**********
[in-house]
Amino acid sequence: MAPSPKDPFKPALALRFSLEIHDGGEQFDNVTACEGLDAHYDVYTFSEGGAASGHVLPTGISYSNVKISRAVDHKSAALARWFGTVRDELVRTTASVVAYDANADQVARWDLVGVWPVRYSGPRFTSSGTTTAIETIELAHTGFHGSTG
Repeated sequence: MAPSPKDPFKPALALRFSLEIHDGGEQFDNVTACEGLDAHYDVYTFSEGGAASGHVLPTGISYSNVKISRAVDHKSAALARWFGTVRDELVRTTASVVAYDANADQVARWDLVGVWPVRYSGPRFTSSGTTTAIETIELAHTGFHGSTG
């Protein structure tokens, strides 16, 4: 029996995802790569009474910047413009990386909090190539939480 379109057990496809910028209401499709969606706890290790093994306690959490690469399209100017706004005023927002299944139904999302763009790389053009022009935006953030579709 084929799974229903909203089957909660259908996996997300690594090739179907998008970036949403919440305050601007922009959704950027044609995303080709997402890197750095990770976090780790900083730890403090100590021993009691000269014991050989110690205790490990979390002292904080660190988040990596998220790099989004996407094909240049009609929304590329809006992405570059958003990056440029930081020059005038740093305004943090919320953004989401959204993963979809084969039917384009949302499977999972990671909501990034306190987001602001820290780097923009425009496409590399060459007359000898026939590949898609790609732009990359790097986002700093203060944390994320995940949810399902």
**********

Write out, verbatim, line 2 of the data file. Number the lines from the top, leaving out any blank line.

Amino acid sequence: MAPSPKDPFKPALALRFSLEIHDGGEQFDNVTACEGLDAHYDVYTFSEGGAASGHVLPTGISYSNVKISRAVDHKSAALARWFGTVRDELVRTTASVVAYDANADQVARWDLVGVWPVRYSGPRFTSSGTTTAIETIELAHTGFHGSTG